A call ratio back spread is a bullish options trading strategy that involves both buying and selling call options. The strategy is designed to maximally profit from a significant upward movement in the price of the underlying stock in the near term. The combination of options bought and sold limits your risk while still maintaining theoretically unlimited profit potential.
Higher volatility in the price of the underlying stock is a plus for the call ratio back spread strategy, likely to help maximize gains.
The “ratio” in the option strategy name refers to the fact that a 2:1 ratio of bought call options to sold call options is employed. It is referred to as a “back spread” because it is commonly employed using longer-term or “back-month” options, thus affording more time for the trade to work in the investor’s favor.
A call ratio back spread is a bullish options trading strategy that involves both buying and selling call options.
The combination of options bought and sold limits risk while still maintaining theoretically unlimited profit potential.
The use of the call ratio back spread strategy can be enhanced by putting the call spread in place for a net credit.
Employing the Call Ratio Back Spread
The call ratio back spread strategy is implemented as follows:
You write (sell) one lower strike price call option.
You buy two higher strike price options.
All options bought and sold should have the same expiration date. The trade may be put into place for a net credit if the money received for selling the one lower strike price call option is more than the cost of the two higher strike price call options that are purchased.
Whether the trade is put into place with a net credit or net debit will depend on the specific option strike prices, the distance between the option strike prices, the volatility of the option prices, and the time remaining until the options expire.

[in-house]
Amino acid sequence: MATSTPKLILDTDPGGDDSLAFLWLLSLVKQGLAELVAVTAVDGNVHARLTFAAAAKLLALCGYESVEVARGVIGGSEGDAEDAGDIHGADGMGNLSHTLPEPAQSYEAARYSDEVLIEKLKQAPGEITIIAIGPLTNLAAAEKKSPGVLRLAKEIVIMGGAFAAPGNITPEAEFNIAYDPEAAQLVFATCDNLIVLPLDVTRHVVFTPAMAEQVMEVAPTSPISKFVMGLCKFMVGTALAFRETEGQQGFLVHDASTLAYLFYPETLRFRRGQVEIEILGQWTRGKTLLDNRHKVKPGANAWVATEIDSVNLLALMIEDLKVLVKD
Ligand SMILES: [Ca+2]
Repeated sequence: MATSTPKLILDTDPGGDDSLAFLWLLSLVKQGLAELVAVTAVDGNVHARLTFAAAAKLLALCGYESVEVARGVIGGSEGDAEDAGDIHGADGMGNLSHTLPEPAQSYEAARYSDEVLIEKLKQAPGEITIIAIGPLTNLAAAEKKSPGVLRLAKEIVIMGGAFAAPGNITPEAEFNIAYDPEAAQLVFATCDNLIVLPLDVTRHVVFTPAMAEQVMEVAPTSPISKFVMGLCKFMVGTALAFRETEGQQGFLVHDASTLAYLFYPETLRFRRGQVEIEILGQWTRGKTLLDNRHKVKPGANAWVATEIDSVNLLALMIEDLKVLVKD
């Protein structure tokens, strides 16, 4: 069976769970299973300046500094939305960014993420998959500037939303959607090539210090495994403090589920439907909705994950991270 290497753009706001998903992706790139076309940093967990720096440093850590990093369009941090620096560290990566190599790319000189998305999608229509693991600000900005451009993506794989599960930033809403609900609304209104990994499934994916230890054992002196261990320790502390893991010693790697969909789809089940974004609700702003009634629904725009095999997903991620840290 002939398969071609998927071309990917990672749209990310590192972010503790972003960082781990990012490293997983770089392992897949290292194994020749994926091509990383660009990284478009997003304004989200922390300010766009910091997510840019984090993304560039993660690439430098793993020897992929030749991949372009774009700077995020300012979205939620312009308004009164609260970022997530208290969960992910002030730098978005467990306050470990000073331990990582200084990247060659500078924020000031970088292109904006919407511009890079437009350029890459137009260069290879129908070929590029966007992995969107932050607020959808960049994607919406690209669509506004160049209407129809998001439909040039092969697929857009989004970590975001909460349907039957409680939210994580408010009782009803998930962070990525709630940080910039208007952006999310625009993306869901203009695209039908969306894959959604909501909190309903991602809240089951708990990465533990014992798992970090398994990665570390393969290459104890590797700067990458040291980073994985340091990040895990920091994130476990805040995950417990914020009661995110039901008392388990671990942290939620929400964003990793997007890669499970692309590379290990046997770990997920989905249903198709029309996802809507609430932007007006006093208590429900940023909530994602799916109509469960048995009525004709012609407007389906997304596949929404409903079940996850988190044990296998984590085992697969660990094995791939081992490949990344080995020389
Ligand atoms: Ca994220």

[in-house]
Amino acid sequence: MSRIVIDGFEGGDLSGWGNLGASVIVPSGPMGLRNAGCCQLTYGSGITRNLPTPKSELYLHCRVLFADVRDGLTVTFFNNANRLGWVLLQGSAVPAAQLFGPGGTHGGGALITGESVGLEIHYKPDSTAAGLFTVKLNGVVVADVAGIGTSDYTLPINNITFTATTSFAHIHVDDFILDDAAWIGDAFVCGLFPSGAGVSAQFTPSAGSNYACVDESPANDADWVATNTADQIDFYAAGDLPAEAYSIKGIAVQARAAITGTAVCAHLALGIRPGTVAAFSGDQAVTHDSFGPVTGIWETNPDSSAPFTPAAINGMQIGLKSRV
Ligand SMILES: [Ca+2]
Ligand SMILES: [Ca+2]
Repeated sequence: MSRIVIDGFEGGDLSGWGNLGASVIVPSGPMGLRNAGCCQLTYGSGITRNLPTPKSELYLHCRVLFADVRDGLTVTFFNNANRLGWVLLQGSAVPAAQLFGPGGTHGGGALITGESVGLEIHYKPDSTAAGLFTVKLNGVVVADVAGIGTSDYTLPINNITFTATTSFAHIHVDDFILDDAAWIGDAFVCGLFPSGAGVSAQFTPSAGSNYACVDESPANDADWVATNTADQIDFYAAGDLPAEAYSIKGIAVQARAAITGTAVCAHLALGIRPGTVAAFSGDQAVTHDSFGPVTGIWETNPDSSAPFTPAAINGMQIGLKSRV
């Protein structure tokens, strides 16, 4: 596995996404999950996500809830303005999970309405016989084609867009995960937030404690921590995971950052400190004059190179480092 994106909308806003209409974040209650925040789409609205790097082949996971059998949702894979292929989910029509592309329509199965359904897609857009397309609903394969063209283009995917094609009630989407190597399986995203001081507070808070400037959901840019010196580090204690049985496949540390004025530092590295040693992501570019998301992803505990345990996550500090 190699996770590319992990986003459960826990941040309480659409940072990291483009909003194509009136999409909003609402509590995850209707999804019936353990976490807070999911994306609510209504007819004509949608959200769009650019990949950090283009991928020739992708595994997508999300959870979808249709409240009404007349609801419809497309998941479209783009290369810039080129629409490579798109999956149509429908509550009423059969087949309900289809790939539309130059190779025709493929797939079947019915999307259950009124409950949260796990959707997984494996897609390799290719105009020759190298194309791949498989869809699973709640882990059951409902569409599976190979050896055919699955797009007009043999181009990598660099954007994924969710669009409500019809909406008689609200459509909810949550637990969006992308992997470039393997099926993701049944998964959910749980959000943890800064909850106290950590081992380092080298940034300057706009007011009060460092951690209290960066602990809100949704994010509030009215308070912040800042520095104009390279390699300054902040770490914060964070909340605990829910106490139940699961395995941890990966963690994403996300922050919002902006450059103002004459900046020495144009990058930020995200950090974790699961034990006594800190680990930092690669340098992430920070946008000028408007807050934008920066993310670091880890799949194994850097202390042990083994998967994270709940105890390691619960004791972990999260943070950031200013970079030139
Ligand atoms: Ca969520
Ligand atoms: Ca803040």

There is theoretically unlimited potential profit from a rise in the underlying stock price, thanks to the purchase of two call options, which makes the strategy a net long call position.
If you can establish this call spread position for a net credit, then there is also potential profit even if the price of the underlying stock falls rather than rises. If at the time all of the options expire, the price of the stock is below the strike price of the call option that was sold, then all of the options will expire worthless, but you will retain the credit received when the position was established.
There is no potential profit from a downside move if the position is established at a net debit, but the maximum loss is limited to the amount of the net debit incurred when the strategy was put in place.
The maximum potential loss occurs if, at the time of the options’ expiration, the price of the underlying stock is at the higher strike price of the two calls that were purchased. The maximum amount of loss at that point will equal the difference between the bought and sold call strike prices and either minus the net credit received when establishing the position or plus the net debit incurred when establishing the position.
Assume that the underlying stock is trading at $32 per share when a trader implements the call ratio back spread strategy by selling one call option with a strike price of $30 and buying two call options with a strike price of $35. There are four possible scenarios that can unfold for the trader, as follows:
1. Maximum Loss: If the underlying stock is trading at $35 per share when the options expire, then both $35 strike price calls purchased will expire worthless, while the $30 strike price call that was sold is in-the-money with an intrinsic value of $500 for the option buyer. Thus, it will cost the trader employing the call ratio back spread strategy $500 to close out their position.
2. Breakeven: If, at the time of the options expiration, the underlying stock is at $40 per share, then the sold call will show a $1,000 loss, but the purchased calls, combined, will show a $1,000 profit.
3. Maximum Profit: Maximum profit from the call ratio back spread is achieved as the price of the underlying stock rises above $40 per share. Beyond such a point, the intrinsic value of the two purchased calls will be greater than the intrinsic value loss incurred from the lower strike price call that was sold.
4. If, at expiration, the price of the underlying stock has fallen to below $30 a share, then all the options expire worthless, and whether the trader generates a small profit or incurs a small loss depends on whether the call spread was implemented with a net credit or net debit.
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